Tuesday, July 17, 2012

Oprah Winfrey in The Color Purple

Oprah Winfrey received her first and only Oscar nomination to date for her performance as Sofia in Steven Spielberg's The Color Purple. The film is about Celie Johnson (Whoopi Goldberg), a young black woman who is forced into marriage at a young age, and Celie's growth from a timid and confidence-less young woman to a stronger one willing to stand up for herself. I've seen The Color Purple twice now in an effort to motivate myself to write about either Margaret Avery or Oprah Winfrey's performances (which is not a comment on either the film or the nominated ladies, but rather my lack of motivation and exhaustion from work) and each time Sofia has stood head and shoulders as the most vigorous presence in the film. It's really a combination of the charisma of Ms.Winfrey and the larger than life ardor of the character she plays. Sofia is the domineering wife of Harpo (Willard Pugh), the buffoonish and ill-behaved son of the tyrannical "Mister" (Danny Glover).

Sofia is the absolute opposite of Goldberg's Celie in nearly every way, a spirited and boisterous character with an energetic physicality that makes her character larger than life. She storms into the film and is instantly the most magnetic personality on screen, as she fights back against the various offenses thrown her way by Mister, Harpo, and even Celie. Winfrey allows Sofia to be a woman of perseverance and undying vitality. When the frequently beaten Celie advises Harpo to beat his wife to set her straight, Sofia confronts her and shows the ferocious doggedness of her refusal to be treated as a lesser person and the love she has for her husband. Sofia only knows how to be her wholly independent self, and won't allow herself to be anything else or hold back in the same way that Celie will. Winfrey drifts between comedic and dramatic moments gracefully, all the while maintaining the unapologetic girth of her character. Which, of course, makes the demoralization of her character even more completely and utterly devesatating.

After punching the condescending (and white) mayor, Sofia finds herself physically and emotionally beaten down and placed first in prison and later in service of the mayor's doltish wife, Miss Millie (an amusing and spiky Dana Ivey). Separated from her family and physically scarred for life, Sofia shrinks in everything but physical stature and becomes a broken version of her dominant self. Winfrey once again nails the physical aspects of the character, effectively showing the shameful and despondent nature of  Sofia's life through her walk and body language. This previously overly-expressive woman becomes a broken woman just moving through life without really living it. Winfrey's scenes working for Miss Millie is like watching an emotional zombie as she tunes out the world around her and puts her head down and does as she's told. She has many devastating moments where Miss Millie flirts with reuniting Sofia with her family, and ultimately none of them succeed and Winfrey shows a Sofia so broken that it doesn't even faze her. She's numb to the world around her.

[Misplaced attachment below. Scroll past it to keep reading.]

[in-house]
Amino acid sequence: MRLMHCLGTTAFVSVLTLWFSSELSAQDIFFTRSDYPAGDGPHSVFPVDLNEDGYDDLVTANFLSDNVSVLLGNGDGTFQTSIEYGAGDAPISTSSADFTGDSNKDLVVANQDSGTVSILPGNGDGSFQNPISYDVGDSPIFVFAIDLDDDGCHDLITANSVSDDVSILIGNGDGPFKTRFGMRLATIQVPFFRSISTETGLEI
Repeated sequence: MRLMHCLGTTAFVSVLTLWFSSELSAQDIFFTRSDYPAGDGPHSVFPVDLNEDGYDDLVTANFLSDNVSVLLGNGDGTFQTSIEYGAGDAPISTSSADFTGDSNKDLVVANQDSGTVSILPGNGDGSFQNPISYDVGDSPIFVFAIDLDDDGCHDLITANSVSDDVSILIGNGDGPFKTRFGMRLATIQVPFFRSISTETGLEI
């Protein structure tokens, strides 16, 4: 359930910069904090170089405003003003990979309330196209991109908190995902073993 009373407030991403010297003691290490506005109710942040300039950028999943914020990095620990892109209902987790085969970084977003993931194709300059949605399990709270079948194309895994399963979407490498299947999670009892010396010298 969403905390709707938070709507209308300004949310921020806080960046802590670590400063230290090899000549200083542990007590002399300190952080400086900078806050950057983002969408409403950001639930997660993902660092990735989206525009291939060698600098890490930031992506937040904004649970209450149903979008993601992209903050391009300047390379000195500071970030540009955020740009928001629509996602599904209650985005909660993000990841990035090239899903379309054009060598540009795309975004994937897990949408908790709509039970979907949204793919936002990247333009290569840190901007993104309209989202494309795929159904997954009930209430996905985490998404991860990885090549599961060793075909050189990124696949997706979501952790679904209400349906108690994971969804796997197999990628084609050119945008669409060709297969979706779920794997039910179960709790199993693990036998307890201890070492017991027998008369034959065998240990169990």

At the end of the film, we don't exactly get an explanation as to how Sofia is reunited with her family but she is, and the climactic dinner table scene is a fabulous denouement to the film and both Winfrey and Goldberg's performances. Celie finally gains the conviction to leave her husband, and this show of perseverance reignites the old Sofia into action. It all happens a little quickly, but Winfrey adds such emotional heft to the scene (I suspect Spielberg cut some scenes here too) that you don't really care. It' an emotional journey that Winfrey travels, and one that is more than worth taking. Sofia can be a bit of a cartoon at times, especially in the beginning of the performance, but Oprah balances out the cartoonish and touching in a very cinematic way. Do people like Sofia exist in real life? Probably not but Winfrey succeeds in making you not care about realism and instead loving the force of nature Sofia is. 4.5/5 Fancy Funerals.